then and now: why 2004 will be 1968
This week, I expressed concern that 2004 may be a dangerous year in the U.S.
We've been dancing too long. The tension in the gym, all decorated with flags and anti-flags, depending on which side you are standing on, well, its become unbearable. We're gonna rumble like it's 1968.
Yes, I just quoted myself. I'm just giving you some perspective on what's to follow.
Later in that post, I used the word uprising. Perphaps I should have been more specific, because some people seem to think I meant uprising in the sense that some idiots would try to take over the White House. No, no coups coming next year.
It's been a long time since a presidential election year would converge with such dissatisfaction, unrest and war. 2004 will present us with newer, bigger problems than 1968 did in the sense that getting people together is as easy as an email, a post on a website, an instant message. Someone gets an idea for a protest and within hours, 10,000 people know about it.
Let's compare 1968 with 2003 and upcoming 2004 events. The similarities between what is going on now and the climate in '68 may give you more of an idea of where we are headed.
The comparisons between Vietnam and Iraq are obvious. The protest faction used the word quagmire practically moments after the war began. The war in Iraq is one that is opposed on a daily basis. Seven months after the start, there are still anti-war protests and calls to bring the troops home.
In 1968 and in the years after, until the Vietnam war ended, the protests were ugly. They often resulted in riots, tear gas, destroyed property and arrests. Eventually, the protests took on more of an anti-U.S. government tone than an anti-war sentiment.
College campuses were the staging area for most of the protests of 1968, just as they are commonplace today. Although the current protests have not yet taken on the extremism that the '68 sit-ins did, occupation of campus buildings is probably not far behind. In fact, given the fact that colleges and universities today are a gathering ground for liberals, professors included, I wouldn't be surprised to see sit-ins, occupations and protests organized by the teachers themselves - similar to what happened in '68. If Rutgers can host what amounts to a pro-terrorism rally, then school sponsored anti-Bush rallies can't be far behind. In fact, some colleges offercourses on the protests of 1968, where studies include radical protests, counterculture and Marxism.
The biggest similarity between then and now is that 2004, like 1968, is a presidential election year, an election that will be held amongst growing dissent, anti-U.S. sentiments, a rising counterculture and threats to disrupt the national convention.
You know what happened in 1968. Back then, it was the Democratic National Convention. Next year, it's the Republicans.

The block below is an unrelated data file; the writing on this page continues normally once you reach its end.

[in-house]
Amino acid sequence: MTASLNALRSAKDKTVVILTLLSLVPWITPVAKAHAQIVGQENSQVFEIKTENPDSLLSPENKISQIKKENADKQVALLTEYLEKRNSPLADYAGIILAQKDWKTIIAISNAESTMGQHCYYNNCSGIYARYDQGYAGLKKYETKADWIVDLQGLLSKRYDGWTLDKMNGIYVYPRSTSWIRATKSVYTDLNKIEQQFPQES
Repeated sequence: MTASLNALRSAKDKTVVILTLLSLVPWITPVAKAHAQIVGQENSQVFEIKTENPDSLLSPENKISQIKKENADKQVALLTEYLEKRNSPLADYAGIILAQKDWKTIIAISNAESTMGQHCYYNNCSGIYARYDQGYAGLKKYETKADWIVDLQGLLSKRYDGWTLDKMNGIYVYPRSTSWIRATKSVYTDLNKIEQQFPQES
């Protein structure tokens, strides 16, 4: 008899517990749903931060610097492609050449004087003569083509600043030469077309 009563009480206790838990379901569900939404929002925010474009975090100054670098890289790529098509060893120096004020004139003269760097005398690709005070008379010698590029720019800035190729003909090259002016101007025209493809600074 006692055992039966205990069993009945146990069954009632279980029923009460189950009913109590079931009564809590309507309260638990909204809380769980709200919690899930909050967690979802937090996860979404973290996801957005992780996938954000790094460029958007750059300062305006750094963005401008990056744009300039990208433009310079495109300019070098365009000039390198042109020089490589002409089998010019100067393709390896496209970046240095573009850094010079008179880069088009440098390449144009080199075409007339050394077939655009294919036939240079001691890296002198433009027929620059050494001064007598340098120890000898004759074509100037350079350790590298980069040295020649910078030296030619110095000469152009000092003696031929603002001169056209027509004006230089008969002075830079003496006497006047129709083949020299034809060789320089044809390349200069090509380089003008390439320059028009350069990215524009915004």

For many it was a watershed event. After the Tet offensive that January many Americans began to shift their opinions of the war in Vietnam; after Chicago '68 they began to doubt the ability of American institutions to tolerate active dissension.
Here we are in the same place, leading up to the 2004 convention [September, New York City]. There are cries from the left that they can't speak their minds, that this current administration is crushing dissent. They point to polls that say Americans are losing faith in the goverment, losing hope that we will win this war in Iraq and the war against terrorism. Same place, different channel.
While not all circumstances are the same for both years, it's the climate that is right. There's a general climate of unrest, a rising of loud voices, the sound of marching in the street.
And then there's the internet and cell phones and the ability to communicate a plan quickly. Gathering will be larger and stronger and more organized. One glance here or here or here will show you that activists are no longer a loose group of stringly looking youths shouting slogans at the police or the government. They are a business.
It matters not whether their anger is misguided. It matters not whether their statistics are distorted or their ideologies skewered or their arguments filled with conspiracy theories. What matters is they are strong and organized and pissed off at everyone except themselves. They are no longer content to stage a quiet sit-in in front of the White House and sing protest songs until they are provoked. They are now the provokers. Each protest or rally is planned out to the last detail; weapons are brought, routes of destruction mapped out.
Like their predecessors, today's activists offer no solutions or alternatives to war. They meld all of their issues until they are one giant anti-U.S. [and very often, anti-Israel] statement, with no clarity or true message except that they hate the president. They want the world to be a happy, joyous, tree-hugging commune, a world without fear or bombs, yet when we try to root out the terrorists who are holding back the dream of world peace, they cry that the U.S. is a big bully and racist to boot. They have become a large, swarming mass, making a giant buzzing sound, just waiting for a reason to go all out. An election year gives them that reason.
As 2004 approaches, so does 1968 redux. Keep August 29th on your calendar.
There's something happening here. What is is, ain't exactly clear.
UPDATE: Robin Jones makes a valid point about the difference between Vietnam and Iraq.
Jay agrees with my opinion and adds a caveat; in a conflict like this, everyone loses.